The Board admitted hearsay testimony as qualifying under the “state of mind exception” after previously excluding the testimony.
With inter partes review proceedings applying the Federal Rules of Evidence (FRE), hearsay testimony can be excluded if not otherwise subject to one of the hearsay exceptions. In a recent decision ruling on a motion for reconsideration, the Board reversed an earlier decision and admitted evidence that had been excluded under FRE 802 as inadmissible hearsay.
In Semiconductor Components Industries, LLC v. Power Integrations, Inc., IPR2016-00809 (PTAB Dec. 22, 2017) (Paper 72), the patent owner submitted direct testimony in support of its assertions of secondary considerations of nonobviousness. The testimony contained statements regarding what customers said to the witness about important features that influenced their decision to purchase the patent owner’s products. When the petitioner moved to exclude portions of the testimony, the Board ruled that the testimony regarding the customer statements were “the epitome of hearsay” and excluded them under FRE 802.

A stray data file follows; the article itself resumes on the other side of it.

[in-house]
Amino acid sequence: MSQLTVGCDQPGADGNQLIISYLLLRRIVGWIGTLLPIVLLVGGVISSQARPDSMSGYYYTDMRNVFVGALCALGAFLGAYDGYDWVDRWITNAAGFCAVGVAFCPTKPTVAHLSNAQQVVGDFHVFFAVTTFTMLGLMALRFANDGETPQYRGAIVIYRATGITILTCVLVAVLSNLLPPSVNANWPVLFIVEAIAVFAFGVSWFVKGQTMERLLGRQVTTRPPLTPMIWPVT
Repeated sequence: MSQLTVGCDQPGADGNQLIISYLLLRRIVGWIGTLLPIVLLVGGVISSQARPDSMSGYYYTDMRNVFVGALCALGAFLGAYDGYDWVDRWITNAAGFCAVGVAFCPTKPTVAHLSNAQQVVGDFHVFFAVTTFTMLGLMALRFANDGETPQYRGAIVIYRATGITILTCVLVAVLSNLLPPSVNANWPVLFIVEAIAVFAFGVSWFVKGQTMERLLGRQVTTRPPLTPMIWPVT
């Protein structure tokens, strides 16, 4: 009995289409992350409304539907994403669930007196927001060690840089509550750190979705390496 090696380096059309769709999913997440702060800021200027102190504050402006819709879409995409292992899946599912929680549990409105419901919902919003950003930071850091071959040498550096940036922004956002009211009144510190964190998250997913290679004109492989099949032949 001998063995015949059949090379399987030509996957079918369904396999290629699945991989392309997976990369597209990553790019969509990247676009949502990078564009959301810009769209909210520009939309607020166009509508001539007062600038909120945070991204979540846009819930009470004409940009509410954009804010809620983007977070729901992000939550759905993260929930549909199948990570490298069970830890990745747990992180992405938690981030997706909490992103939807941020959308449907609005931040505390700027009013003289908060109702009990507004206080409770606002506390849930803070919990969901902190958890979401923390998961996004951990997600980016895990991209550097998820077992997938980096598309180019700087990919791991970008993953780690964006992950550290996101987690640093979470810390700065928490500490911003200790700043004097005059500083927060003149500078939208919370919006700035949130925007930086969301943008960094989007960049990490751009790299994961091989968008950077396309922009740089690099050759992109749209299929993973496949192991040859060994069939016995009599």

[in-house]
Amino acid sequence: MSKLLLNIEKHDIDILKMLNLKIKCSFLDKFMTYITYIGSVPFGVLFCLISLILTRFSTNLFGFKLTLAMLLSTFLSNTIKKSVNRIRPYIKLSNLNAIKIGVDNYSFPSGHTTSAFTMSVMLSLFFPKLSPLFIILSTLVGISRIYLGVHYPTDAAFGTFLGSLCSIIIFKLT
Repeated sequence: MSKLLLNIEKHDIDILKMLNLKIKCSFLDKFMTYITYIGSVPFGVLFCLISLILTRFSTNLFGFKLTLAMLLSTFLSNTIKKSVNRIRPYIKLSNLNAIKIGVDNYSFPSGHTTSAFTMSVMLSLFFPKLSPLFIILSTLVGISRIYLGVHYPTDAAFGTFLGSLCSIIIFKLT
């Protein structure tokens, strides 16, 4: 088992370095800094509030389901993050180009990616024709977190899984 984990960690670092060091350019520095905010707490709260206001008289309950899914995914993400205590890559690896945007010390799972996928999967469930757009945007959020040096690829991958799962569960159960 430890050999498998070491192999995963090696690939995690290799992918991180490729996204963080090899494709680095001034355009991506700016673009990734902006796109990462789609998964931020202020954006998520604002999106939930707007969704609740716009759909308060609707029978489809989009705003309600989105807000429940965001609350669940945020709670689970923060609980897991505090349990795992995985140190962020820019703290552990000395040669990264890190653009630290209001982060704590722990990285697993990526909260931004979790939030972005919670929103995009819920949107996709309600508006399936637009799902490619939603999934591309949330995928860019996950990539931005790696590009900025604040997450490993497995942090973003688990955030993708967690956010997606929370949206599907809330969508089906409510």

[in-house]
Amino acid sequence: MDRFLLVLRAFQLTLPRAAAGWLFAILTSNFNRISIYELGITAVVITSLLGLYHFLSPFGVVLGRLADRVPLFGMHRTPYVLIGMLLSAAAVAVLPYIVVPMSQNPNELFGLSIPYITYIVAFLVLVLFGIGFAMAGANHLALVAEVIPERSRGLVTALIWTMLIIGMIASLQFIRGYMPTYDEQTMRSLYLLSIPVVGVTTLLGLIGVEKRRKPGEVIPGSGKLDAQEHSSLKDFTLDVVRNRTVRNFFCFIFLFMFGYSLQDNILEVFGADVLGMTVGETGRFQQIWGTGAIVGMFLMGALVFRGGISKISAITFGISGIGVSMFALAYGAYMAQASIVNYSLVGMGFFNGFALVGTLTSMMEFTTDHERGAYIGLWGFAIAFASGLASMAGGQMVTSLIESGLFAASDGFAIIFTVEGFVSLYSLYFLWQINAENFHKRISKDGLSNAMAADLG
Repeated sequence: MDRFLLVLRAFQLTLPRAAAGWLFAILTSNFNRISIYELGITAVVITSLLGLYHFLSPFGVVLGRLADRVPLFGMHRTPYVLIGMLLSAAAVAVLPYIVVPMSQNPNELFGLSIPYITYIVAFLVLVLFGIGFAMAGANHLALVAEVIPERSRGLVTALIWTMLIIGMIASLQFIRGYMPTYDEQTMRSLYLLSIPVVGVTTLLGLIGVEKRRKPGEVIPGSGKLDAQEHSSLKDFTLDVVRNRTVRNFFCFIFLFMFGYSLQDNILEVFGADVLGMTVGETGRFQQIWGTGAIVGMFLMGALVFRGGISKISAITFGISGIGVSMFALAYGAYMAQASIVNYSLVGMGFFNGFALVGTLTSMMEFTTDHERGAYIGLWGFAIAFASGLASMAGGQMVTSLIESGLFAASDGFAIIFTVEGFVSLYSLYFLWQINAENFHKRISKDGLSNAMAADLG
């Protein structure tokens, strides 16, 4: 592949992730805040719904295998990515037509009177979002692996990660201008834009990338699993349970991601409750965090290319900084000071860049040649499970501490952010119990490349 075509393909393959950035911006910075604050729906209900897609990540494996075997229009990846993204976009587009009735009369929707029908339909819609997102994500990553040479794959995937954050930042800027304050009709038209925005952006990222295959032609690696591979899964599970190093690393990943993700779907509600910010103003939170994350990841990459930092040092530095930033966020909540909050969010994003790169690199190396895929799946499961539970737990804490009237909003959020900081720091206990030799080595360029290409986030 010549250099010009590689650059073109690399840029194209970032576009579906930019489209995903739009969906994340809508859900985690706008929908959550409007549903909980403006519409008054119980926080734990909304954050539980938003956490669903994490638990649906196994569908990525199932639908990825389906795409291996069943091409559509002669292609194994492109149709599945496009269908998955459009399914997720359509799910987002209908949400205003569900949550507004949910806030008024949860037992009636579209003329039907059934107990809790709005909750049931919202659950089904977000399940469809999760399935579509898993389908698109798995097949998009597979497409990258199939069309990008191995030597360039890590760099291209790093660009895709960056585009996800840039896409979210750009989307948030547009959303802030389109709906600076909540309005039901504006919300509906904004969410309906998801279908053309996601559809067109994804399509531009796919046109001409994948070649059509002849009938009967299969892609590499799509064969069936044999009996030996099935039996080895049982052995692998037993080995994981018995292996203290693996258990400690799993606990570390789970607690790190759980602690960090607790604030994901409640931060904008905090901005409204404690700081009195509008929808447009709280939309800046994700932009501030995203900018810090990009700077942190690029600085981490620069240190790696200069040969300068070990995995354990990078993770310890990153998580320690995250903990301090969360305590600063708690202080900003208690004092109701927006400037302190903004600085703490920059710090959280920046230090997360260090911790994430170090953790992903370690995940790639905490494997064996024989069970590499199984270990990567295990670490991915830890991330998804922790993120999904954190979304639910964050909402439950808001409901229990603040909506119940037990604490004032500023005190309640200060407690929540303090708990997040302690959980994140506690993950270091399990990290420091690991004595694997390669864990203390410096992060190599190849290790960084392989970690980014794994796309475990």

The patent owner requested reconsideration of the decision to exclude the testimony, arguing that the Board misapprehended arguments regarding the hearsay statements qualifying under a hearsay exception of FRE 803. According to the patent owner, the excluded statements were admissible as falling into the “state of mind” exception of FRE 803(3). The patent owner also highlighted the fact that a district court had considered the same statements and concluded that they were admissible under the “state of mind” exception.
In the decision on the motion for reconsideration, the Board agreed that it had overlooked the patent owner’s arguments regarding the “state of mind” exception. Although the Board maintained its characterization of the testimony as “the epitome of hearsay,” the Board admitted the evidence as falling into the exception of FRE 803(3). Accordingly, the Board modified its Final Written Decision to deny the petitioner’s motion to exclude.
However, the newly admitted evidence did little to change the Board’s ultimate obviousness conclusion. The Board found that the testimony of the previously excluded statements was outweighed by other evidence showing that customers purchased products for reasons other than the claimed features. Additionally, the Board concluded that, even with the newly admitted testimony, there was insufficient evidence of commercial success. Therefore, the Board’s original conclusion of obviousness remained unchanged.